Doula & Pilates Spcialist

Doula Blog

Welcome to The Pilates Doula & Parenting Blog!

Information, stories and exercise tips to help you and your family thrive in Pregnancy and Parenthood.

Pregnancy and Exercise: Work Smart, Not Hard!


One of the most asked questions I get is "What exercises are safe to do during pregnancy?"

We know that there are lots of benefits to exercising during pregnancy, but changing the focus and types of workouts one does to accommodate a growing belly and shifting centre of gravity is a great idea. The focus during pregnancy should be on maintaining or building strength for labour and birth and preparing for the high demands of a newborn. Exercises should feel good on your body and help you stay physically well throughout your pregnancy. 

A few Common Issues in Pregnancy:

Here's a little context and information about why we have guidelines for exercise during pregnancy. There are some issues that are very common during pregnancy that exercising without awareness can cause or exacerbate. Ideally, we don't want to contribute to or increase these issues.

Diastasis Recti Abdominus (DRA):

This is the stretching of the connective tissue (linea alba) between the two sides of the abdominals causing a separation to the right and left of centre on the belly. While 100% of pregnant bodies will experience some degree of DRA by the end of pregnancy, our goal is not to increase the degree of DRA with unsafe movement patterns. Traditional abdominal work, excessive extension (backbends), planks and exercising on All 4's can contribute to DRA due to the amount of force and stretch that is put on the linea alba. 

Pelvic Floor Dysfunction:

The muscles of your Pelvic Floor are part of your Inner Core. With the added weight of a growing baby belly, there is extra pressure put on these muscles and they can become too tight trying to support or too loose, unable to keep up, causing them to be dysfunctional. Symptoms of Pelvic Floor Dysfunction include leaking urine (even just a little!), feeling like you have the urge to urinate more than usual, constipation, bowel incontinence (including gas), low back, hip or pelvic pain.

Pubis Syphasis Dysfunction (PSD):

This is when the ligament at the pubic bone area becomes uncomfortable or painful due to pulling, twisting or sheering of the two sides. Exercises that require you to be on one leg or squeezing your inner thighs together can contribute to various forms of PSD. If it causes pain, stop! Consider doing inner thigh work with both legs working together.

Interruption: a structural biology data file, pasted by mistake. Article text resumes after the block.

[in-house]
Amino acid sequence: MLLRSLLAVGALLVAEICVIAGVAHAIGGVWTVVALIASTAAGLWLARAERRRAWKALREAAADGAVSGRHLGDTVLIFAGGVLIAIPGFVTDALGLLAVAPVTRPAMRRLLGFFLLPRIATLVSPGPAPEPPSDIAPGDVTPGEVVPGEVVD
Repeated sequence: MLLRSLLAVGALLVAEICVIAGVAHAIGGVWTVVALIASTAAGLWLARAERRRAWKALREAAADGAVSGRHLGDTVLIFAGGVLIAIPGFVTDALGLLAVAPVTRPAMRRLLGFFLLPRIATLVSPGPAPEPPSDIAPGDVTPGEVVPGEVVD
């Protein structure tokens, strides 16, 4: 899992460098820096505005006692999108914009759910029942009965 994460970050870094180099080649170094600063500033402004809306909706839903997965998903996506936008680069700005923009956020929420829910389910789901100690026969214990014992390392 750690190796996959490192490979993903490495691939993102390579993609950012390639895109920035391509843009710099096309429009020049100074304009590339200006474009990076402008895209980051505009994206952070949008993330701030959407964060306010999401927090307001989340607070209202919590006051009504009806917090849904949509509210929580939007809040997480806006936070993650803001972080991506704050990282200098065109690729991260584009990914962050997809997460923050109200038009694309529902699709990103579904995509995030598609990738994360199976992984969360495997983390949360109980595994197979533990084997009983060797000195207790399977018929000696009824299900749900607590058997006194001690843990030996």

Other considerations:

Breathlessness, Dizziness, Balance, Elevated Heart Rate, Over stretching & Overheating: With a growing belly and shifting centre of gravity it is common to lose one's balance, even with simple activities. To accommodate the growing baby the body uses hormones to help soften and relax the ligaments around joints making it easy to over stretch and cause injury. Additionally, a pregnant body has approximately 30-50% more blood volume by the third trimester causing the heart and the respiratory system to work harder, even at rest. Work Smart, not Hard!! Easy does it, but get it done!

With these common issues in mind, here are some very general guidelines that you can follow if you are exercising without the knowledge and mindful eye of a qualified instructor. 

Guidelines for Exercises.png

Work Smart, Not Hard!

Check out this quick tutorial of "Core Breathing" to effectively activate your inner core.

Looking for safe and challenging work outs? Check out my Prenatal Classes at Retrofit Pilates on Saturdays at 12:30pm, book in for some one-on-one sessions and stay tuned for videos to do at home or on the go! Move Well, Feel Well!


Written by Ruth Ruttan, Doula & Pre & Postnatal Pilates Specialist at Retrofit Pilates

Ruth has enjoyed watching many bodies change, stay functional and become powerful humans. Education is at the centre of her approach, believing that knowledge is power and that informing our minds and bodies will help build an extraordinary life experience. Creative by nature and armed with an excellent knowledge of functional anatomy and physiology of pregnancy & birth, Ruth loves working with all sorts of bellies, babies and bodies!